Covid was a killer. The evidence is clear. SARS-CoV-2 was a scientifically devised virus designed to kill. Its victims were many. The science in question here, though, is social science. And the intended victim was common sense.
Covid expanded our daily vocabulary. “Distancing,” “tracking,” and “masking” – above the nose – all became common parlance. As did “lockdown,” one of the most ominous additions to our vernacular. Its meaning was both clear and unreal at once. You could stroll on the sidewalk but not in the park. Because of Covid. You could shop at box stores but not at small businesses. Because of Covid. You could congregate to protest structural opinions, but not to worship, even outside isolated in cars. Because of Covid.
Criticizing the Covid experts is not novel. It’s been an ongoing endeavor. It should and must continue. The effort to expose the devastation wrought by the entwined industries of media, government, and pharmaceuticals must not fade or lose steam. The health of our society and its people is at stake. The criticism, though, must be purposed. For there’s a deeper issue at play than just the deceptions, lies, and idiocies of this generation of apparatchiks.
That issue concerns status in our society, what counts as status and why. The credentialed and titled used “public health” during Covid to try to kill common sense. Their approach was less about science than social science. It had less to do with health than self-elevation – not just in wealth and power but in moral understanding and being.
The credentialed elevated their sense of themselves and their status by trying to make the rest of us feel small, by reducing each of our innate abilities to reason, read, and reflect to the level of a menacing danger. How dare you do your own research! Thinking and decision-making are not your specialty. You don’t have degrees in that subject.
But these social-science issues of moral status and common sense are not just about Covid. The battle between our systems of credentialing, governing, and medicating on the one hand, and the innate ability to read, reason, and reflect on the other, predate 2020. Covid, in this sense, was an attempted kill shot. It was an attempt to end the battle once and for all, on the side of the financially bloated systems of credentialing and their self-serving relationships with governing agencies and corporate America.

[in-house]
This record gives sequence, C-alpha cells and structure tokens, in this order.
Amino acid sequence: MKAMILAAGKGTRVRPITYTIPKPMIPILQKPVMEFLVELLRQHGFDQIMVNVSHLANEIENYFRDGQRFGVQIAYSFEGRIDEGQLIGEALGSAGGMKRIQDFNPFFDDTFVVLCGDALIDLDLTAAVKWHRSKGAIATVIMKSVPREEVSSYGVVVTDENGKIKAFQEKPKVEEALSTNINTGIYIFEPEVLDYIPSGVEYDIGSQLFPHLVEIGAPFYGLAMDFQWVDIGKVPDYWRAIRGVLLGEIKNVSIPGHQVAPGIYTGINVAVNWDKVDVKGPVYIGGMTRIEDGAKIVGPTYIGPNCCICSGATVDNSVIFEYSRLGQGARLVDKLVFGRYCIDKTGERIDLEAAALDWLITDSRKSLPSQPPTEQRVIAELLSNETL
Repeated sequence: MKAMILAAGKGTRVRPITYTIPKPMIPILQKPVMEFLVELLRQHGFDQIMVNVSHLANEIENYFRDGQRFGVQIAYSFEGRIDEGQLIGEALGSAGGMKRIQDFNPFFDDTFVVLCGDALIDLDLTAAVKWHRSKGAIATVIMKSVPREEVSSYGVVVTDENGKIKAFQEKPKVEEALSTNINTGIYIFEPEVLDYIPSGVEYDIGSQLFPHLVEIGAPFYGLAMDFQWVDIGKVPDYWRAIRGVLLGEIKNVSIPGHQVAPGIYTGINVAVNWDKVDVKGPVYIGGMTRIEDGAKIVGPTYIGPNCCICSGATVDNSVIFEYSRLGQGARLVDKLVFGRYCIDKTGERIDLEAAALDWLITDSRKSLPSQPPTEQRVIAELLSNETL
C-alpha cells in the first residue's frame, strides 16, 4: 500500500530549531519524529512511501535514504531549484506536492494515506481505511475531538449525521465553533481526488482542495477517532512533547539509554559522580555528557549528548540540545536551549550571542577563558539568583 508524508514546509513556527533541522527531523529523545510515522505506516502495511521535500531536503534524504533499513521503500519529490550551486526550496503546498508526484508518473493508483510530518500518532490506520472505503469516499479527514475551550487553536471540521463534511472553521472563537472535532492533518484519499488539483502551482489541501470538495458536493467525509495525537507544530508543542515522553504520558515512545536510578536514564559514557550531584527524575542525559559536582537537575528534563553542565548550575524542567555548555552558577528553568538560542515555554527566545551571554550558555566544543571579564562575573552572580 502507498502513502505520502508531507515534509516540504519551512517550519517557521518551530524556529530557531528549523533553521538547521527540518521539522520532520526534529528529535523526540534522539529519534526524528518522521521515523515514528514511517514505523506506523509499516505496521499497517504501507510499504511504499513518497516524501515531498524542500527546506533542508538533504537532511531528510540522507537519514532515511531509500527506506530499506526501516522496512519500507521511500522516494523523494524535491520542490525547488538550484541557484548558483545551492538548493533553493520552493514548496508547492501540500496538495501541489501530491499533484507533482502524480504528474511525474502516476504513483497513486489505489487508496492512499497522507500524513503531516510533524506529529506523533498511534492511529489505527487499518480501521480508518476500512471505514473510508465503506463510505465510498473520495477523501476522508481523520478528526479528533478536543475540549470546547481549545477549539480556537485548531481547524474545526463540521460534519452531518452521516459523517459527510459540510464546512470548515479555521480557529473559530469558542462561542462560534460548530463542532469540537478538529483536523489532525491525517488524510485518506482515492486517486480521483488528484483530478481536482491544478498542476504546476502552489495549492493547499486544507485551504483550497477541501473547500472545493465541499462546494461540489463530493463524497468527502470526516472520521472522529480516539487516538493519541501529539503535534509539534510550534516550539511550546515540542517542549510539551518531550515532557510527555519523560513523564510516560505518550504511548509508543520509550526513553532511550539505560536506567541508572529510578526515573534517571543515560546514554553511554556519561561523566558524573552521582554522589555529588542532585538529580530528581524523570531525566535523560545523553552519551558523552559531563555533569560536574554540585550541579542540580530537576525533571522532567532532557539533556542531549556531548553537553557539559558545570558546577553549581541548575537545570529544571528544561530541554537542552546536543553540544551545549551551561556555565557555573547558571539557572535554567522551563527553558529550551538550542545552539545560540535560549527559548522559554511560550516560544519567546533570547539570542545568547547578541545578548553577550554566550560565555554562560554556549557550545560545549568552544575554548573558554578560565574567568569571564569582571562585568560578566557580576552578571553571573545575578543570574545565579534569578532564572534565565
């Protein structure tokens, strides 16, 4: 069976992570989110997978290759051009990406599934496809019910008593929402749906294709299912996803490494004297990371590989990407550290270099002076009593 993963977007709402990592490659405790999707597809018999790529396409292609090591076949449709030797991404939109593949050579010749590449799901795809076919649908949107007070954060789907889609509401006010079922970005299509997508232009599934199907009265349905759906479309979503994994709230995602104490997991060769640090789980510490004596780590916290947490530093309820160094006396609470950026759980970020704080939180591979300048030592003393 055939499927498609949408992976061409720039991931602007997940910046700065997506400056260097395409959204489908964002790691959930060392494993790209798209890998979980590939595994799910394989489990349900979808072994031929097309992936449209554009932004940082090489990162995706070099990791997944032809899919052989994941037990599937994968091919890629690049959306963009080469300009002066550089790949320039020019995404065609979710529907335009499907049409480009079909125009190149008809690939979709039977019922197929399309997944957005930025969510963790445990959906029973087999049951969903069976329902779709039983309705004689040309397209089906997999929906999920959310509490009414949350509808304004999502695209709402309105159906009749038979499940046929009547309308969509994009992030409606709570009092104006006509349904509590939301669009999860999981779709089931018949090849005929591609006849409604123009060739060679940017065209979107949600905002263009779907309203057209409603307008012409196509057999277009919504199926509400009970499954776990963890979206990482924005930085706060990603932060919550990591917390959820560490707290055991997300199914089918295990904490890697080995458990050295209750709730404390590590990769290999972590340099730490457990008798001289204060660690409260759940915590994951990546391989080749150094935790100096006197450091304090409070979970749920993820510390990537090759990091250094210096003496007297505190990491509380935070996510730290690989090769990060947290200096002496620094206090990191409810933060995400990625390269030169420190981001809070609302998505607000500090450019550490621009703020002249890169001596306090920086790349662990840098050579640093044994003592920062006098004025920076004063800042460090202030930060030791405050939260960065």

So many Covid policies were irrational so as to be out of the reach of common sense. The policies’ authors thereby denied the moral standing of common citizens in the public arena before debate even began. Self-governance wasn’t possible here. You don’t have a federal research grant for that.
Consider how the battle over status which manifested during Covid had been evident before 2020. Consider, for example, Tucker Carlson. Carlson is less a political commentator than a cultural critic. He is part comedian in the best sense of that term – using humor to mock the pretenses and self-preening of public figures who make themselves worthy of mockery. When set free to address a live audience of thousands, his scathing humor approaches the manic. A glimmer of the late Robin Williams shines through, in proportion to the maniacal policies of the governing class.
All of this is to one notable effect – the affirmation of common sense. Carlson acquired an eight o’clock time slot on television in November 2016. His broadcasts from then on were a prime-time series in the credentialing of common reasoning. If it smells bad, it probably is. Use your noggins, ladies and gentlemen!
Carlson elevated ordinary people by affirming their non-post doc understanding of events. He confirmed their moral standing in the public square. He posited their common-sense cognition as a more reasonable guide to social life than the constant reimagining of things occurring among the upper-echeloned.
November 2016 also marked the election of Donald Trump. Trump did in the political arena what Carlson did in the cultural arena, though in raw, unrefined form. This is not advocacy or endorsement. Far from it. It’s an attempt to step back from those beclouding lenses to understand the cultural and political landscape as clearly as possible. Trump ascended in 2015 and ’16 by hammering two themes. One was that countries have borders. The other, in his words, was that “We are led by stupid people.”